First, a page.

Cam

The millitary still needs to get about bases and the like, so a light land rover is perfect, we must have over 10,000, and we do have Thousands of mine resistant vehicles to deploy in danger spots around the globe.

john melling

The British Army is reportedly trying to acquire 2,747 JLTVs through Foreign Military Sales (FMS) as the US Congressional Research Service report, of 18 Feb 2020

nathan

I’m a little surprised the JLR and the British Army never developed more varieties of the Defender. Given its global success I would have thought more heavily armed and armoured varieties and ones equipped with greater under chassis protection would have found a sizeable market globally, especially in war zones like LA.

T.S

It’s another case of having a world renowned brand that has not had investment or the confidence to develop cutting edge performance, now fallen well behind and could no longer compete globally. Same story with most of our industries. Other countries seem to have companies that are willing to risk developing families of products that offer a flexible price point and capability for customers with differing budgets. Many seem to make it work. Even though the customer might not be then and there, they know that down the line someone will have a requirement and they have a matured product… Read more »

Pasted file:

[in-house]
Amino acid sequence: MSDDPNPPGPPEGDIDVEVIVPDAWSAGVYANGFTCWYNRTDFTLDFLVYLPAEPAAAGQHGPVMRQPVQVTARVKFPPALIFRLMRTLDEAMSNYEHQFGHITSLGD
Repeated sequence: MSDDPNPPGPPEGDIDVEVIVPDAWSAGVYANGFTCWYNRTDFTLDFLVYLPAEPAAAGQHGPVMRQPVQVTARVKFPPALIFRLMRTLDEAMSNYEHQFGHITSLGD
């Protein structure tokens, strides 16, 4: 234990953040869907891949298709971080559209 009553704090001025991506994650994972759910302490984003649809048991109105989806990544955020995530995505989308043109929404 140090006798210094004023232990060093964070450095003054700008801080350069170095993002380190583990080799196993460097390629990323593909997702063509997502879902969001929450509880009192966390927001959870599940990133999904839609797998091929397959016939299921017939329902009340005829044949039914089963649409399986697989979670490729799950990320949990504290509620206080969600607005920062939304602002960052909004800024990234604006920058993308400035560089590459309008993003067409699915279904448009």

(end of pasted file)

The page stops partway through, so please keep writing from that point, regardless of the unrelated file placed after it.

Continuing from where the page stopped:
Cam

Land Rover have new discovery’s, and defenders, and range rovers. I would love to see a millitary Range Rover.

4thwatch

Every year as a young man I used to go into British Leyland Show rooms in Piccadilly and ask when they were bringing out the MGD. The rest as they say is history. OK they did eventually to produce the MGF; but too little, too late.
What’s wrong with us?

Cam

The land rover wildcat looks great and could have been a great base to start.

maurice10

Remember the British Army’s vehicles of the 50’s that soldiered on (literally) up to the 80’s and some beyond that! The AEC Militant and it impossible gearbox and copious amount of black smoke, or the Bedford RL built in their thousands and used in post-war,
war films as German trucks that burned in their hundreds…..brilliant stuff.

Ron5

Never had much time for Forecast International. Gloriously wrong on many occasions.

john melling

Latest comments I’ve seen regarding vehicles bring bought and modernised etc as expected “core” British Army

Challenger 3
Warrior
Ajax
Boxer
Bushmaster
JLTV

Personally, I am wondering if upgrading Challenger with such a small number, will survive the aftermath of Covid19

But we need other vehicles to support. So yes the decline in equipment ideally needs to stop.

GWM

I suspect the Army will bear the brunt of post covid cuts partly because its easy to cut headcount and its ability to never buy anything in an efficient way.

Gareth I.F.

Wait, what?! The 4, 8 and 14 tonners are still around?!
They were “being gotten rid of” when I left the army back in 2011!!!!!

andy

i miss the old 4 ton bedfords and 8 ton tm,s those were the days..